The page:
Mr. Speaker, I want to commend the hon. member for London North Centre for introducing this well-intentioned piece of legislation. Bill C-242 seeks to establish a Criminal Code offence for acts of torture committed by non-state actors. As the hon. member for London North Centre pointed out, the only section of the Criminal Code that establishes a specific offence for torture is section 269.1, and section 269.1 only deals with acts committed by state actors.
At the outset it is important to acknowledge, as the hon. member did, that those who commit torturous acts for non-state actors are not given immunity in Canada. On the contrary, there are any number of Criminal Code offences that apply to torturous acts, depending on the nature and the scope of the act. Those sections include offences such as aggravated assault, attempted murder, kidnapping, and so on.
The offences that are presently on the books in the Criminal Code are long-established offences. They are well understood. There is a wide body of case law. Those convicted of any one of those offences may spend a very long time in jail. Take, for example, aggravated assault. Someone convicted of aggravated assault may spend 14 years in jail. In the most serious of cases, someone convicted may be designated a dangerous offender, rendering that individual ineligible for parole. Being designated as a dangerous offender is tantamount to being sentenced to life in prison.
That is precisely what happened in the case of the Calgary man to whom the hon. member alluded, who had committed horrendous acts of torture. I will not mention that man's name in the House because it is unworthy of being mentioned in the House or in any other public forum. The fact is that the man took someone for two years and confined, beat, burned, and starved that person. That heinous, despicable individual was charged and convicted and designated as a dangerous offender and will very likely spend the rest of his natural life behind bars, where he belongs.
I mention that simply to say that there are laws on the books at present; and in general, it is my observation that they are largely working. However, the hon. member for London North Centre says that the laws on the books just are not good enough and that torture is a specific crime worthy of a specific Criminal Code offence.
All decent Canadians find torture to be abominable. Torture is vile, inhumane, and evil. The victims of torture, those who suffer at the hands of their torturers, endure physical and emotional pain that is probably unimaginable. They live with that legacy likely for the rest of their lives. To be tortured is tantamount to a life sentence for victims.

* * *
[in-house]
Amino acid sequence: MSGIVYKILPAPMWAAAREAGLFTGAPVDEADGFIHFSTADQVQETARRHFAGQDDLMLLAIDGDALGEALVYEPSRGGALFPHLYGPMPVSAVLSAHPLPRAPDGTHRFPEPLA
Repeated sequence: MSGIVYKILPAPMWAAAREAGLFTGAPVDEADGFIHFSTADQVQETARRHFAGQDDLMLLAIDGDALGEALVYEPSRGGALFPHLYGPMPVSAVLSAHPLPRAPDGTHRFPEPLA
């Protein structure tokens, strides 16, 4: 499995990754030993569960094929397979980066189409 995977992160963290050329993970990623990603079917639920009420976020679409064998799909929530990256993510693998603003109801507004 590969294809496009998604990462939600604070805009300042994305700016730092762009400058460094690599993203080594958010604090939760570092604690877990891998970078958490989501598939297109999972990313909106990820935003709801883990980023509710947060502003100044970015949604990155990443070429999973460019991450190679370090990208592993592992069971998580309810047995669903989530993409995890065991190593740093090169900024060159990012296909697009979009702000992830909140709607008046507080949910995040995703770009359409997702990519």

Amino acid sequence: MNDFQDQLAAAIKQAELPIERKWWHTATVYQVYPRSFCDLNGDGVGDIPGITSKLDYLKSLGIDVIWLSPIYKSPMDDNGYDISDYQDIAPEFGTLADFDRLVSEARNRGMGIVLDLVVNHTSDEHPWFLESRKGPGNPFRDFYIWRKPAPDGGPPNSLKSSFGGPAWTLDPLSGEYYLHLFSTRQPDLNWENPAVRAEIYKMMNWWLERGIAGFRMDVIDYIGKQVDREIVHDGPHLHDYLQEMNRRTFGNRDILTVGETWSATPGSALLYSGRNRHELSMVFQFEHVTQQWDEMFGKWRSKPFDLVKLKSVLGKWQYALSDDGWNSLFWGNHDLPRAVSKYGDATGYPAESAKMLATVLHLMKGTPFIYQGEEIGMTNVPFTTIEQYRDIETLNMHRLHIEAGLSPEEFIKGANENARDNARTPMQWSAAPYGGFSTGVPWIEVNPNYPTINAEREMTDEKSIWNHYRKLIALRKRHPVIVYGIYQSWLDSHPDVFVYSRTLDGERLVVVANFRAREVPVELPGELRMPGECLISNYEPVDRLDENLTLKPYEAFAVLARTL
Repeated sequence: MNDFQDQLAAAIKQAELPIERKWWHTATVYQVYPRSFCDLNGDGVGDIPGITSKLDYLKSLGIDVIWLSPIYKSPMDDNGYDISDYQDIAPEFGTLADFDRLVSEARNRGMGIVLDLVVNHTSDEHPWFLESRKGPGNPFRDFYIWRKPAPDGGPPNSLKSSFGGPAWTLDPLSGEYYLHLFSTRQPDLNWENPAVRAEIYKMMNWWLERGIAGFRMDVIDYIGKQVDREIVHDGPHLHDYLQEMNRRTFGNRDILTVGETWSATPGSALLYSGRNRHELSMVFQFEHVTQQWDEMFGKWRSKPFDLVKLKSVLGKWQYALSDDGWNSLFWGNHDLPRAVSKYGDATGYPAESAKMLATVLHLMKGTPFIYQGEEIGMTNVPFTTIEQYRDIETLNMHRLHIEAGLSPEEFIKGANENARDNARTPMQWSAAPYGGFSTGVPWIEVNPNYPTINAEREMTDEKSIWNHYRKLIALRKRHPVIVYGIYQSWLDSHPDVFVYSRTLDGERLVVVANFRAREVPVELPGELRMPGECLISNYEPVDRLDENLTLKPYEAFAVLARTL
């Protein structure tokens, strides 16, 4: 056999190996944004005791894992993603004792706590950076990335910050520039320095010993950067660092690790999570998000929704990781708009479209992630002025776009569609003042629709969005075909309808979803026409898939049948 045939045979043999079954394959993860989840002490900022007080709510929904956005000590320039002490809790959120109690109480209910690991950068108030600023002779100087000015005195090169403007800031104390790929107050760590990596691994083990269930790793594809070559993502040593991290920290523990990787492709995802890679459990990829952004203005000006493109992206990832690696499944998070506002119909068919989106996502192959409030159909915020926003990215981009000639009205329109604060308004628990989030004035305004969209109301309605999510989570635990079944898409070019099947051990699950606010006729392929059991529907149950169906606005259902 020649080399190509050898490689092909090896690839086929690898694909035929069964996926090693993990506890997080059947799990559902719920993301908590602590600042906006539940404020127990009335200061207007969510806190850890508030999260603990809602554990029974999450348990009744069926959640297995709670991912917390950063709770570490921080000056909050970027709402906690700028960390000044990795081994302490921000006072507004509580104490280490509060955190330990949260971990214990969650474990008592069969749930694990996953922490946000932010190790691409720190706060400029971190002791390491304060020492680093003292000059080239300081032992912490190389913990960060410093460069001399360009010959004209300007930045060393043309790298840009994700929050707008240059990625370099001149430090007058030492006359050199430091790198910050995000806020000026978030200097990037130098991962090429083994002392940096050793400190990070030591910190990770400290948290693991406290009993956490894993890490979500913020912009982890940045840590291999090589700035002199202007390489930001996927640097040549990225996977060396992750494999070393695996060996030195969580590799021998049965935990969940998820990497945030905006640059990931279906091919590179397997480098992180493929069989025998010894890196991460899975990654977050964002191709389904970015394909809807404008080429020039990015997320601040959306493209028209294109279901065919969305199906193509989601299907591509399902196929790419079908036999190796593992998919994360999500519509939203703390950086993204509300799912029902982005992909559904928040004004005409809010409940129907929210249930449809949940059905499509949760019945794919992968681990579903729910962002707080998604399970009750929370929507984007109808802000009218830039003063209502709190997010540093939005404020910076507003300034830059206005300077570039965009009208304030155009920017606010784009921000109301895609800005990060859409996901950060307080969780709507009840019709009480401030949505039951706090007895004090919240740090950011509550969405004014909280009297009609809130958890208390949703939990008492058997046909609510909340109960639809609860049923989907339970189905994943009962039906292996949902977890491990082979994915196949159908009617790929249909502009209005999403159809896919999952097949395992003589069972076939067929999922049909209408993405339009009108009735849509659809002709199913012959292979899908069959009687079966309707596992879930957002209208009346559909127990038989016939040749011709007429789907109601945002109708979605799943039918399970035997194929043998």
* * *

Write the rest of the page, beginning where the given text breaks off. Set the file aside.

When the hon. member for London North Centre says the current laws are not good enough, I take it that he has a point. We, as parliamentarians, have a duty to ensure that the laws on the books do justice by holding perpetrators of heinous crimes accountable and do justice for the victims so that they can begin the process of healing.
Therefore, it is on that basis that I believe that Bill C-242 deserves to go to the next step in the legislative process, to committee, for further review, further study, and further amendment. I want to thank the hon. member for London North Centre for acknowledging that, as with all bills brought before the House in the early stages, there are often modifications and amendments that need to be made to improve the bill.
This is not a perfect bill. In fact, there are areas with which I have some concerns. For example, the definition of torture in Bill C-242 is a different definition from the definition of torture under section 269.1 of the Criminal Code. The definition in section 269.1 of the Criminal Code is the same definition that is provided in article 1 of the United Nations convention against torture. The definition in Bill C-242, as I read it at least, seems to be more restrictive. Additionally, the sentencing in Bill C-242 is different from the sentencing under section 269.1.
We have a situation where, if Bill C-242 passed in its current form, we could have two different definitions of torture in the Criminal Code, two different tests for torture in the Criminal Code, and two different sentences under the Criminal Code, depending on whether the torturous act were committed by a state or non-state actor. That is a problem.
However, as I say, I will support this bill so that it can move forward, because it is a well-intentioned bill and, as the hon. member says, the victims of torture deserve that we ensure that the criminal justice system and the Criminal Code fully provide the remedies that are necessary to hold perpetrators of those crimes fully accountable.